Holding Out For the Highest Rents - Do the Math
It is natural to want to obtain the highest rent possible when your property is vacant. A long vacancy can cause frustration, anxiety, and anger. However, holding out for more money can be more costly than you think.
When this situation occurs, it is better to use a mathematical approach. Write down the expenditures for your investment and this can indicate to you if it is worth the risk. Consider everything it takes to support the property for one month. It can be mortgage payments, taxes, homeowner association dues, insurance, repairs, gardening, and any other expense required to maintain the unit. Even if the mortgage is low or non-existent, can it really pay for a rental price that is not attracting a tenant? If the property is in a negative position, the picture can be worse.
Here is an example of the expenditures of an investment property and determining the rent.
Taxes & Insurance
The above property has been on the market while occupied for thirty days and now vacant for two weeks. The asking rent is $1200, the property is in good condition, and it is in a good neighborhood but there are no applications. The Property Manager calls and requests the owner approve a rent reduction of $100 because of the competition and the slower economy. This property will cost $1160 for a month of vacancy. Already, the two-week vacancy has a loss of $580. If it is vacant for six weeks, it will be $1740; two months would be $2320
If the price lowers and the property rents within 2 weeks, the loss will only be $1160. Now that you have seen the math on this property, is it worth it to keep the higher rent if the activity is non-existent? There are no guarantees that the right tenant will apply even with the lower rent, but the odds are greater.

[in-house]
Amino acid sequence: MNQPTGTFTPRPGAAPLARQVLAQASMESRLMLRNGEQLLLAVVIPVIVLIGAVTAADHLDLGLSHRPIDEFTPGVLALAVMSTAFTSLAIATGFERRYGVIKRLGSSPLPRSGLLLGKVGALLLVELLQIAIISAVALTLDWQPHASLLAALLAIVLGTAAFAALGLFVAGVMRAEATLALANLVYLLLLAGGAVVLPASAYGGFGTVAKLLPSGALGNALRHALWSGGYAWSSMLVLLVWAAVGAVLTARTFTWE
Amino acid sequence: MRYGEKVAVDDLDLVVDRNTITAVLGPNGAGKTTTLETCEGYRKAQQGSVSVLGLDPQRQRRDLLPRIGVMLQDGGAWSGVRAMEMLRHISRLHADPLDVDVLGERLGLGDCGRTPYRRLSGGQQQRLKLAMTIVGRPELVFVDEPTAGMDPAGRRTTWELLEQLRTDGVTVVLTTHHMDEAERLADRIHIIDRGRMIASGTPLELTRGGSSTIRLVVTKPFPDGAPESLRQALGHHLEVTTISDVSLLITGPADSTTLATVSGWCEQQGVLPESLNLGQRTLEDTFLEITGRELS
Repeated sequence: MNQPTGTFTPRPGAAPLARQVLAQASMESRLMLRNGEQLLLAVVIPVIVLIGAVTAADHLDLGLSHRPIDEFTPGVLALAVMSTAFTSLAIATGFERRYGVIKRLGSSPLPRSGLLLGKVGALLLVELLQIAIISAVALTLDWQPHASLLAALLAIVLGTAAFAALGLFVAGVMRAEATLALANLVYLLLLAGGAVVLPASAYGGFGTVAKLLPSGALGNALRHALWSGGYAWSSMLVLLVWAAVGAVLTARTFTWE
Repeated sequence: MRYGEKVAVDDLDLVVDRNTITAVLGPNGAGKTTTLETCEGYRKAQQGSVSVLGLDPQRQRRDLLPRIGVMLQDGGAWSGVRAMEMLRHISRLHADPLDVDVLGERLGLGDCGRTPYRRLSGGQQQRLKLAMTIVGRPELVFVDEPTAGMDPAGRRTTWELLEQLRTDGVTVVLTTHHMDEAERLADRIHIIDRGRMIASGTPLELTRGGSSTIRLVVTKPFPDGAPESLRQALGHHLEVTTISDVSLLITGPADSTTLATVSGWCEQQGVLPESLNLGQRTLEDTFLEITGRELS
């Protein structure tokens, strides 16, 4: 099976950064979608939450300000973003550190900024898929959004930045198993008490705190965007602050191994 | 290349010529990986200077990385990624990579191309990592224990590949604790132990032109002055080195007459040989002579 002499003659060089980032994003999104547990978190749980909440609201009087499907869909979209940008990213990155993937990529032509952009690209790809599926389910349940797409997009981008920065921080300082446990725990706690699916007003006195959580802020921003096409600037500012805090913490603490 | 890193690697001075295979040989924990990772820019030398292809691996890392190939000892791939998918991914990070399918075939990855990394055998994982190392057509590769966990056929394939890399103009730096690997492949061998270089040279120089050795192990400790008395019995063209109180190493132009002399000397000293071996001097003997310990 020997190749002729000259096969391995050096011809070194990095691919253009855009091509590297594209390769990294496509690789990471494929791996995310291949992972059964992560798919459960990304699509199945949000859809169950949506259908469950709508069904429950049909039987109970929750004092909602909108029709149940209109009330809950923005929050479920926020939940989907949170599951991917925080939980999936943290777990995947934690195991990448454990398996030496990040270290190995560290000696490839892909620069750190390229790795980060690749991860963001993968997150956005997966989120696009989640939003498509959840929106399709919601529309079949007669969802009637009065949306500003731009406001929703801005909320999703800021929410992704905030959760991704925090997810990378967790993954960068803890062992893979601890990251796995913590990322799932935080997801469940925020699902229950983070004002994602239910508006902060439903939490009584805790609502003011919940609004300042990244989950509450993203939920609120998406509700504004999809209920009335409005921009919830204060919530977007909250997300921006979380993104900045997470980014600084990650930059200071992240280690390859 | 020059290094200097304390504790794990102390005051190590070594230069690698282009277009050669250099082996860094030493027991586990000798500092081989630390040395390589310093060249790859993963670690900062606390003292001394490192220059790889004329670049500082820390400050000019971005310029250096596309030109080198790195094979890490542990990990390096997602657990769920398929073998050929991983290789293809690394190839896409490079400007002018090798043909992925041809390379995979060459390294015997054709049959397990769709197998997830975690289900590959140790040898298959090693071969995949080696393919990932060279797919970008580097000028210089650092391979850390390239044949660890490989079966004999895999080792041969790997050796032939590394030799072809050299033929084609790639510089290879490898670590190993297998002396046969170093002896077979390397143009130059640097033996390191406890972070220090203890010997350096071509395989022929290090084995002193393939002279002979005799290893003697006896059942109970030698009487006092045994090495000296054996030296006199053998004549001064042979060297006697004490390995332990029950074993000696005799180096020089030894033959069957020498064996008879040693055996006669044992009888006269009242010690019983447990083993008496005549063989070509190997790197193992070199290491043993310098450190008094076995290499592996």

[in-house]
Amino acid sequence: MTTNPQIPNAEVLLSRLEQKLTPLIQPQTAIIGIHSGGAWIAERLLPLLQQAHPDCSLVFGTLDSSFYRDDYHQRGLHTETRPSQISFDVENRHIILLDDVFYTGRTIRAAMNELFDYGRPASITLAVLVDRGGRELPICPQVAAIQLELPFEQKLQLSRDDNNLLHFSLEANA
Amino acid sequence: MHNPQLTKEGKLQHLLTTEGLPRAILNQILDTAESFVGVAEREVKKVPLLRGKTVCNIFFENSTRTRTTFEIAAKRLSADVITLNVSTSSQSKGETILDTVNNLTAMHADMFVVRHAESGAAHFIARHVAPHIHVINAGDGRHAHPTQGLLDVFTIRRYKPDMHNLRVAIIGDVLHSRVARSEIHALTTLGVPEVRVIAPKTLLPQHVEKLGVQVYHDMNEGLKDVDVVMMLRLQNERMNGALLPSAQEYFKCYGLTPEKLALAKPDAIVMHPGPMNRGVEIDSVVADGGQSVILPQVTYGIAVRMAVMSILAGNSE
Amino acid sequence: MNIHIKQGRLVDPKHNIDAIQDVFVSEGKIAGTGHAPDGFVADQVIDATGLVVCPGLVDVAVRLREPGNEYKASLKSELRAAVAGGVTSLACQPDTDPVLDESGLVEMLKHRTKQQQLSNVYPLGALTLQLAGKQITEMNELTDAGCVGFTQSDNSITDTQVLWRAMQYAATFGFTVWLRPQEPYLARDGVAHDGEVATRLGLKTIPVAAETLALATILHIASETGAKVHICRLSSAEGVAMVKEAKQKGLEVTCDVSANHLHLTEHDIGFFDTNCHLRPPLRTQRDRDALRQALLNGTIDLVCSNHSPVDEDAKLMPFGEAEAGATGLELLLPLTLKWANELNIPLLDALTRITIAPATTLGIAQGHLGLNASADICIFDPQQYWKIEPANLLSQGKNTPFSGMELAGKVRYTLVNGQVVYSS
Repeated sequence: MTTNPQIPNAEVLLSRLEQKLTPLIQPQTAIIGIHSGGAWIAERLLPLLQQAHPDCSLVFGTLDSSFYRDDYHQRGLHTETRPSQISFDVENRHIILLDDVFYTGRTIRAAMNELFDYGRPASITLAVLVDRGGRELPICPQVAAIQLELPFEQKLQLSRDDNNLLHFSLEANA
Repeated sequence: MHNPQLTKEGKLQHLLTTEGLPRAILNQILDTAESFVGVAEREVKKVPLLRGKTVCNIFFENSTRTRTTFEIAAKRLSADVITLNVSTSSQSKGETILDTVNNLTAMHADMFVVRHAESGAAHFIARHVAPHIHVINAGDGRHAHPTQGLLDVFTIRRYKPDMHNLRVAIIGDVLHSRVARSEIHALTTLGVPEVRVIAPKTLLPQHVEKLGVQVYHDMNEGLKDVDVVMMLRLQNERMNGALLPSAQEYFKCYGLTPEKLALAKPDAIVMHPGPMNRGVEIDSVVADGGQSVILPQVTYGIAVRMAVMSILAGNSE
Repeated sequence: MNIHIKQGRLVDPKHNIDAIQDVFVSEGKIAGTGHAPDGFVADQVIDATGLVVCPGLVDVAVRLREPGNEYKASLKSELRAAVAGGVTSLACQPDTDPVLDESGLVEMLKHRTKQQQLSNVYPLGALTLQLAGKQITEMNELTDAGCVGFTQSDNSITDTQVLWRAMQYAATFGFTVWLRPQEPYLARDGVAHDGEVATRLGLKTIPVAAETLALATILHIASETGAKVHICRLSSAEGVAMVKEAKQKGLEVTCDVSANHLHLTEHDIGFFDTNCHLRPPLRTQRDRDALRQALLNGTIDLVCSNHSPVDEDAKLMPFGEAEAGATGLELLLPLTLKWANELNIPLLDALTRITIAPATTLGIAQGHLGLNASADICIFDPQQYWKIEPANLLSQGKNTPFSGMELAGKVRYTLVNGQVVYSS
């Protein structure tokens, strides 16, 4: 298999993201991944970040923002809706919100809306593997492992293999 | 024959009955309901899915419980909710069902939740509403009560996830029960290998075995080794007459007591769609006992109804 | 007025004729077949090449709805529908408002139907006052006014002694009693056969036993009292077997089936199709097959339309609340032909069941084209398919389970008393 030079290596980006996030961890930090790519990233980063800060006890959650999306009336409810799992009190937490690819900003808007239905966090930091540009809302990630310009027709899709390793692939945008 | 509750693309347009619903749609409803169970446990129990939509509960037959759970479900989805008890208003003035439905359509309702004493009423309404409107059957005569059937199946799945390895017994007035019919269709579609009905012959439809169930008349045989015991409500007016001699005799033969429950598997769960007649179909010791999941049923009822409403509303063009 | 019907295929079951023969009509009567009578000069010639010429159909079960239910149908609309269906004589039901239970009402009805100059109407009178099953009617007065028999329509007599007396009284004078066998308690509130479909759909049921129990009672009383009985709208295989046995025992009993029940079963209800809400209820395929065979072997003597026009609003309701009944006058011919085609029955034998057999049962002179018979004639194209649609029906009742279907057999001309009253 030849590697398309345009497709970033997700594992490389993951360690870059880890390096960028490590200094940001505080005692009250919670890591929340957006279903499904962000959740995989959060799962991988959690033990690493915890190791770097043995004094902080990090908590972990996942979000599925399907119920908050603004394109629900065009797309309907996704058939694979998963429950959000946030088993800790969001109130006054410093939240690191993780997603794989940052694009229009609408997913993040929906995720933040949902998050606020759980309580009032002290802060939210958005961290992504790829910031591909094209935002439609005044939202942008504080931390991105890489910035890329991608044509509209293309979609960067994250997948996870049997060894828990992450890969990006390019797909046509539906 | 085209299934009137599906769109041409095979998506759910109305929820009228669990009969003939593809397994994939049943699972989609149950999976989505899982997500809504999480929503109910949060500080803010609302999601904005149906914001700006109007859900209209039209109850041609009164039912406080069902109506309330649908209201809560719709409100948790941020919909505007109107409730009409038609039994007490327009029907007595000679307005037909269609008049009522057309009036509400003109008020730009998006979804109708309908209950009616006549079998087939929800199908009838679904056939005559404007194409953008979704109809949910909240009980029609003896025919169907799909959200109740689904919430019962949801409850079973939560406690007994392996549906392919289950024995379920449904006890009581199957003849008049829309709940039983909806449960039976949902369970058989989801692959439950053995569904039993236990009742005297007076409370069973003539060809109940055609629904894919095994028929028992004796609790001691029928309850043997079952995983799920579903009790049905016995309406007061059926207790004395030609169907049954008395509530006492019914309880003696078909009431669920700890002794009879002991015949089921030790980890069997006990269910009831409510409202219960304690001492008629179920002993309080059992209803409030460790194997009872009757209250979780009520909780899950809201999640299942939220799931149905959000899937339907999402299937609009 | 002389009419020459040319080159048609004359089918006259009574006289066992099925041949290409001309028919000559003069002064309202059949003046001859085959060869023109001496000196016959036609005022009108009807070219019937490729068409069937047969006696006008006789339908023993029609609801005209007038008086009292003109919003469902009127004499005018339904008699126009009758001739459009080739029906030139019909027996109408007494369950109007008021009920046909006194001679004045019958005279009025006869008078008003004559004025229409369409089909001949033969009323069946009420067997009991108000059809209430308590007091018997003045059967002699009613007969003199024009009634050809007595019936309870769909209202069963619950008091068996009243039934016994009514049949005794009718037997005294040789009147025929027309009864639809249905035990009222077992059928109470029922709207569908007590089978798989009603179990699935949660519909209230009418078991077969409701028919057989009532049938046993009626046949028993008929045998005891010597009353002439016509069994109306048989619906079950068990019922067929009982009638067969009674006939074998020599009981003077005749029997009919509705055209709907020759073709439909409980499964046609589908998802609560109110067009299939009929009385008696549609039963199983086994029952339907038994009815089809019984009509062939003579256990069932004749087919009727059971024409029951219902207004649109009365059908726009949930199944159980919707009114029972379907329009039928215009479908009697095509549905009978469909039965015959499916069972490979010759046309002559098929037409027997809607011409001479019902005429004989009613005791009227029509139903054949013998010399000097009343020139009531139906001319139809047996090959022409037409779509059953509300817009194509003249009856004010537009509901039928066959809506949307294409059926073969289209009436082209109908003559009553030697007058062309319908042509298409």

Now it is time to apply a reverse example of this same math. The owner of the above property will not lower the rent and the property remains vacant. The rental now has been vacant for six weeks so there is already a loss of $1740.00. Prospective tenants apply but their rental record and credit is not good. This is a tempting situation but not a good one.
Although there has already been a loss, a destructive tenant can create a greater loss than that of the vacancy. Generally, a poor tenant will not pay the rent. More money is lost if attorney fees are needed to evict the tenant. This is often major damages when tenants default. The impulse is to give in and rent to the unqualified tenant to stop the rental losses. It is NOT worth the price.
The smarter choices - lower the rent and attract the right tenant. Qualified tenants know the rental market. They will simply ignore those asking too much and rent a comparable property for less. There is still no guarantee that the property will rent but picking the wrong tenant is still the wrong choice.
It cannot hurt to try a higher rent if the market indicates properties are renting quickly. However, if the property is still vacant, it is time to think about doing the math and reducing your liability.